Optical Slave Trigger for Canon EX Flash?

Discussion in 'Canon EOS' started by bellavance, Mar 8, 2005.

  1. I'd sometimes like to use my 580EX and/or 420EX flash with my strobe
    lighting system as an additional light.

    Is there an optical flash slave trigger available that would trigger
    a Canon EX flash?

    Thanks

    Pierre
     
  2. Sure! Any shoe mounted optical trigger will work. Wein makes one, as do several other
    manufacturers. You local camera shop should have one for under $20 USD.
     
  3. The 580EX in manual mode allows you to adjust the proportional output and should work fine with most any hot shoe type optical slave trigger, such as the one from Wein, unless the polarity is reversed. The 420EX has no manual mode and will probably fire at full power with an optical slave trigger.

    The only possible problem is that these devices have a metal hot shoe which will short out the additional contacts on the 580EX or 420EX foot. I don't know what effect this will have on the Speedlite.

    Assuming your studio strobes are AC powered, I would think a better solution would be to purchase one or two more inexpensive monolights instead. These most commonly have built in slave triggers, recycle quickly and put out more light than a typical hot shoe flash unit.
     
  4. For Bill Goldman.

    Sorry Pierre for hijacking your thread.

    Bill, you said metal hot shoe would short out flash! My light stand's umbrella attachment has a metal shoe and I noticed that *all* pins on the foot of my 550EX touch the bottom of the shoe. Could this cause a short in the flash? Should I use plactic stand that came w/550 instead of metal shoe? I am use ST-E2 to trigger flash.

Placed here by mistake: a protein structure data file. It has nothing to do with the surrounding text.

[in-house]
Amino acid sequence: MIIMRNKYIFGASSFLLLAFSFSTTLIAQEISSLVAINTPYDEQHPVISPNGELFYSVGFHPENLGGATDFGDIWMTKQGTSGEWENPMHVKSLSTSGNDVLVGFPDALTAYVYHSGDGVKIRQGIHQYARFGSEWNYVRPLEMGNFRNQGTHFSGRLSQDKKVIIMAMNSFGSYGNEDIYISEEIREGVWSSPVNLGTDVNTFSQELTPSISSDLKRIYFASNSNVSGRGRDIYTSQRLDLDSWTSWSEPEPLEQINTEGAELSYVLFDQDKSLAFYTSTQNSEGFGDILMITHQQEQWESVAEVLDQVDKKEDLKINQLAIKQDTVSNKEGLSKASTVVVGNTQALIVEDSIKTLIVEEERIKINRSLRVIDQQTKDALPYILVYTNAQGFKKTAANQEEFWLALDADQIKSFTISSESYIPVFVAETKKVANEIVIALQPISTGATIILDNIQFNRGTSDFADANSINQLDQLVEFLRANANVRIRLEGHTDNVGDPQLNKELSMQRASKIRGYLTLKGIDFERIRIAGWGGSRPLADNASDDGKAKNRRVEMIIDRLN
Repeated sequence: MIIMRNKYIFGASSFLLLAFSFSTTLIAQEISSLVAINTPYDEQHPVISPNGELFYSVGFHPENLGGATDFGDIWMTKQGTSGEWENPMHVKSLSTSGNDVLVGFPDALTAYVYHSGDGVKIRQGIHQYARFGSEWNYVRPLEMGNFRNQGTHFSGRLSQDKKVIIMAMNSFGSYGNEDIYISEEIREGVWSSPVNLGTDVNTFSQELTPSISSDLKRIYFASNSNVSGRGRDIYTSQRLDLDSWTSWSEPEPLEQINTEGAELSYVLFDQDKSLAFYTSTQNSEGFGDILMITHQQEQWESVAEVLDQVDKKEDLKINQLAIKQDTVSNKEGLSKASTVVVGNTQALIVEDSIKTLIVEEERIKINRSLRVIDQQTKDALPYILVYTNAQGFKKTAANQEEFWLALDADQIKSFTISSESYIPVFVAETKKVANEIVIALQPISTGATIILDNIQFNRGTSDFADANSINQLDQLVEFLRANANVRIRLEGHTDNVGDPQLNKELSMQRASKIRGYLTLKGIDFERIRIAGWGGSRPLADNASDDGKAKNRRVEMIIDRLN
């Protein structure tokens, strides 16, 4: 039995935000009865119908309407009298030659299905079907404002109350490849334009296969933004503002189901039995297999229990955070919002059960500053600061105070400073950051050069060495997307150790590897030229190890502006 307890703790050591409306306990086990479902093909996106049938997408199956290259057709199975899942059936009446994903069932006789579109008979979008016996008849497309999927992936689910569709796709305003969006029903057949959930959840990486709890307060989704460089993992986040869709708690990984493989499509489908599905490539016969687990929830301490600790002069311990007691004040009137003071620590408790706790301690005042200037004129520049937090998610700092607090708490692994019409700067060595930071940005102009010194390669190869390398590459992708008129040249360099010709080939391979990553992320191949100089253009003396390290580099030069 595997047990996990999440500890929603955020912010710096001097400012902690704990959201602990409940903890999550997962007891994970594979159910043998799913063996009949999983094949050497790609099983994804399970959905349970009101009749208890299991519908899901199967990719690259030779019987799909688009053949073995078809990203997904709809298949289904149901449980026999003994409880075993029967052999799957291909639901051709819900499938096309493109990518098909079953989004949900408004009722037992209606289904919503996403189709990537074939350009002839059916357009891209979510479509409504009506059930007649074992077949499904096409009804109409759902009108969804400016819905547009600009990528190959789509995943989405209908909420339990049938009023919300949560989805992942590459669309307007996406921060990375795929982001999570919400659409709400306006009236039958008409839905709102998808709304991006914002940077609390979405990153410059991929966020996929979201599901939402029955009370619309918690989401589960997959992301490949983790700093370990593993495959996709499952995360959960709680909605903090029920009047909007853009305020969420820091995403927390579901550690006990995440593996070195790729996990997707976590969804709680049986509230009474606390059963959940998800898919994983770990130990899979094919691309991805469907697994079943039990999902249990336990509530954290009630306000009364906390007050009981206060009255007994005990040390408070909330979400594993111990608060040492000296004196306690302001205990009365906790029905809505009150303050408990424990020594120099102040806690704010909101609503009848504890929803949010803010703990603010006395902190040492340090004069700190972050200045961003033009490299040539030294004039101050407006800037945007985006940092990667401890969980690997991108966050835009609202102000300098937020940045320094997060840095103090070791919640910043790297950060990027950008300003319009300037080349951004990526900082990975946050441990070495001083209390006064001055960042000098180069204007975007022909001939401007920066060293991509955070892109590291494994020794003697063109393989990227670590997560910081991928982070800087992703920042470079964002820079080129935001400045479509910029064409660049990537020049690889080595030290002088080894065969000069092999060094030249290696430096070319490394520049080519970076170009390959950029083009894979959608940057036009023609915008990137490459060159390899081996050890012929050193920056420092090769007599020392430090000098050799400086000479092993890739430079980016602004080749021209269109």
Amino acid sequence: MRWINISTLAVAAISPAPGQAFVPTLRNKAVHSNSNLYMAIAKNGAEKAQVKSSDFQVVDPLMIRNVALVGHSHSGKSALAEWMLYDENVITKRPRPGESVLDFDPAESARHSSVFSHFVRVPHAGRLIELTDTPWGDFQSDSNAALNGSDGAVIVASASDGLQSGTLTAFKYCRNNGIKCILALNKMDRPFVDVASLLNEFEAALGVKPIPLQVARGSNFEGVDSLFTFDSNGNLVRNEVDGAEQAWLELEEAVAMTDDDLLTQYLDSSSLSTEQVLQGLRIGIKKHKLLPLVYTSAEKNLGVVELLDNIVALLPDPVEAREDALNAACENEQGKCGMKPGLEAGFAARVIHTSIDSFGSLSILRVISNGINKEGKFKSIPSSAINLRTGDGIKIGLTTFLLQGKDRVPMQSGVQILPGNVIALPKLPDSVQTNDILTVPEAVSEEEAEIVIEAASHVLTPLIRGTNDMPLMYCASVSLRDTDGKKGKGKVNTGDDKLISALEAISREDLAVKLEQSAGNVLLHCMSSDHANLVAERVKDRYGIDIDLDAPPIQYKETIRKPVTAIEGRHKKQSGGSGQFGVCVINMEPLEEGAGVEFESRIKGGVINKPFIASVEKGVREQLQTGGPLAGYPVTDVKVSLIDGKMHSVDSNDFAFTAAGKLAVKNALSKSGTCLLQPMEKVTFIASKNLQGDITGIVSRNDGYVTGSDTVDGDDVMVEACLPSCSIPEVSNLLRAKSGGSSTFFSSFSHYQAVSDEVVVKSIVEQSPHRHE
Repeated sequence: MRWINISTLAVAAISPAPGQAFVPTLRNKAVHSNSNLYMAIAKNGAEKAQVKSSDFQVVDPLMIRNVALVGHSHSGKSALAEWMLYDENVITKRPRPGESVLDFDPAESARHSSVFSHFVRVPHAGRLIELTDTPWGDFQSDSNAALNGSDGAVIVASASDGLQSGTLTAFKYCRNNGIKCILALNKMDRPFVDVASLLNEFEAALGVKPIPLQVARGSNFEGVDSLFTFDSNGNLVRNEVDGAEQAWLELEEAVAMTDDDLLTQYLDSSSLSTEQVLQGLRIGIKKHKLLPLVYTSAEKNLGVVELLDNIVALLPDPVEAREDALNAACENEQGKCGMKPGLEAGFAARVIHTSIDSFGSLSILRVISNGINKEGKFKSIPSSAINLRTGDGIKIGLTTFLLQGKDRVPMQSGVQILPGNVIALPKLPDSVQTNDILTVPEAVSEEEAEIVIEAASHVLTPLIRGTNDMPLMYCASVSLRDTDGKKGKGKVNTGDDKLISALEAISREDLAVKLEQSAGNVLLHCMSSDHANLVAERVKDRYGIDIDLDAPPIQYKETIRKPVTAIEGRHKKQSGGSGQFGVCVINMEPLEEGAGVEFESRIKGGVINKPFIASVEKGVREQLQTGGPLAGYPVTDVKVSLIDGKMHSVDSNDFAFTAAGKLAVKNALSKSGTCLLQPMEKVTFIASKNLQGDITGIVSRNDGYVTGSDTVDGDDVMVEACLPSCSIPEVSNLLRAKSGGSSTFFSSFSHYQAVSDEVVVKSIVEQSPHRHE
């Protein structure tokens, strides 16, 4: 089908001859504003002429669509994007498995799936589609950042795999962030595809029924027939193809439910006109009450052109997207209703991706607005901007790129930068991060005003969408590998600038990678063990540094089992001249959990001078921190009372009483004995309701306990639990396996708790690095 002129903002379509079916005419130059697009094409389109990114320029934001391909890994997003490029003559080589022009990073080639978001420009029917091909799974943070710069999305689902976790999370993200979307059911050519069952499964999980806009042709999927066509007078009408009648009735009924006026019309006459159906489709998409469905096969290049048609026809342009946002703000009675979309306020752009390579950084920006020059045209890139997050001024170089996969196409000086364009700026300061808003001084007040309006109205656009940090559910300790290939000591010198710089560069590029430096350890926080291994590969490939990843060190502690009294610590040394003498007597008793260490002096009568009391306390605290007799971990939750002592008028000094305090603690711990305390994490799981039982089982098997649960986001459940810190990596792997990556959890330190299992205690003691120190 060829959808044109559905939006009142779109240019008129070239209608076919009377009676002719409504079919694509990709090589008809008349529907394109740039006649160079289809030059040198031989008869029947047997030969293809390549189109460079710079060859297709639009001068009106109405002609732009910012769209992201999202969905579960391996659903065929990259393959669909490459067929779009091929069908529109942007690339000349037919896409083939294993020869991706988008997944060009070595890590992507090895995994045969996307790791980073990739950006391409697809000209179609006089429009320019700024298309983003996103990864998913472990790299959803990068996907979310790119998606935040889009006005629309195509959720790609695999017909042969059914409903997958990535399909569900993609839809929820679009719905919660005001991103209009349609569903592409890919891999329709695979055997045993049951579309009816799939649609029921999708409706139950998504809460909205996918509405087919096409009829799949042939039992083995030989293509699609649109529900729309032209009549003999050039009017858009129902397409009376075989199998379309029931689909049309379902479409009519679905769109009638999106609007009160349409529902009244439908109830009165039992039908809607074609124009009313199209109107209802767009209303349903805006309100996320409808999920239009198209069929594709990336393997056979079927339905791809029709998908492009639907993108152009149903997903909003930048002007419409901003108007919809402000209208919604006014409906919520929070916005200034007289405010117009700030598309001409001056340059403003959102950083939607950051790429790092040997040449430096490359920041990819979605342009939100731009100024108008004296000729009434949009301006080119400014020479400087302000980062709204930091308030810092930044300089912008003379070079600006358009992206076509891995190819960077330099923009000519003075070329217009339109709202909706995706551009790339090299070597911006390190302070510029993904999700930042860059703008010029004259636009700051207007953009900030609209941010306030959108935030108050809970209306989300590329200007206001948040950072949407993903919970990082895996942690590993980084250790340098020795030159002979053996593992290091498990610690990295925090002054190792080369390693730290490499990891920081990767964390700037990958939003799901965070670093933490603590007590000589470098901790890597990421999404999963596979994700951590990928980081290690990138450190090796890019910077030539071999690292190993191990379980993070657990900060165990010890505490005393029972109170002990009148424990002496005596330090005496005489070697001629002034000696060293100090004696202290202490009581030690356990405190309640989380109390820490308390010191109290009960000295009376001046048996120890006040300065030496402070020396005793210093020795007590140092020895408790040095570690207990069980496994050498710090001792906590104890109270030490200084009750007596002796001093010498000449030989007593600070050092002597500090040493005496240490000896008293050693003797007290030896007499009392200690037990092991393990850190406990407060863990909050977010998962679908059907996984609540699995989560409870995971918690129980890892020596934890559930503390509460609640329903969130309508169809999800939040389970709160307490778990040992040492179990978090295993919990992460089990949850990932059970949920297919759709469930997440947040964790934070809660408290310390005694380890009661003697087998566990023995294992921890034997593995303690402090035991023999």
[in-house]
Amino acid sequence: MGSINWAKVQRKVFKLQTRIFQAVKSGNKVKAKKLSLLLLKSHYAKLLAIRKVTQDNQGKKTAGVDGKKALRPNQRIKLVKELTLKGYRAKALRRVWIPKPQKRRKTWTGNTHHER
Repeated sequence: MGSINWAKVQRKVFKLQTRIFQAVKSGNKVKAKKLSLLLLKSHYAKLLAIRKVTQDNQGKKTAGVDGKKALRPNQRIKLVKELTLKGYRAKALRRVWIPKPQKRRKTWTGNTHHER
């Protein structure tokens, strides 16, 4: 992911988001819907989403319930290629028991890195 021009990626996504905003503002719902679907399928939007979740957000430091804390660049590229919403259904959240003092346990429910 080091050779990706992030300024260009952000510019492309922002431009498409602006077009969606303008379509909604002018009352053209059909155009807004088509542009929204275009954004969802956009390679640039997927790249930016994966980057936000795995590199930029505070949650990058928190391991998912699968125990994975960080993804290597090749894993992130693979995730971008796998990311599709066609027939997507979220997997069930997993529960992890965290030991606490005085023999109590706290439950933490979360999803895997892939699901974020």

Thanks.

    Cliff
     
  5. I don't know if the metal shoe is a problem or not. If you have tried it and it is not a problem and your 550EX still works ok, then I guess it's nothing to worry about.
     
  6. Of course, when you use the 550EX as a wireless slave, the connections in the foot of the unit are not active, but if you use it in the camera's hot shoe or in manual mode with an optical slave, the connections in the foot are active.
     
  7. My experience indicates that this might not be so simple. All of the optical slave devices I have used (4 or 5 different ones) caused *most* Canon Speedlites I used to fire once then lock up. To unlock you have to turn the flash off/on or press the open flash button. This was true regardless if the other pins on the foot were shorted or not. Oddly, some Speedlites would work fine, but others of the same model number would not. When I found a Speedlite that worked with one slave, it would work with them all.

    The one optical slave that I have found to work with all Canon Speedlites is the Ikelite Lite-Link TTL slave. It has contacts for all the pins on the flash foot. You don't have to use it in TTL mode, and it is a very good slave. Adorama sells them for $80.
     
  8. The problem of the Speedlite firing once and then locking up is usually due to a polarity problem.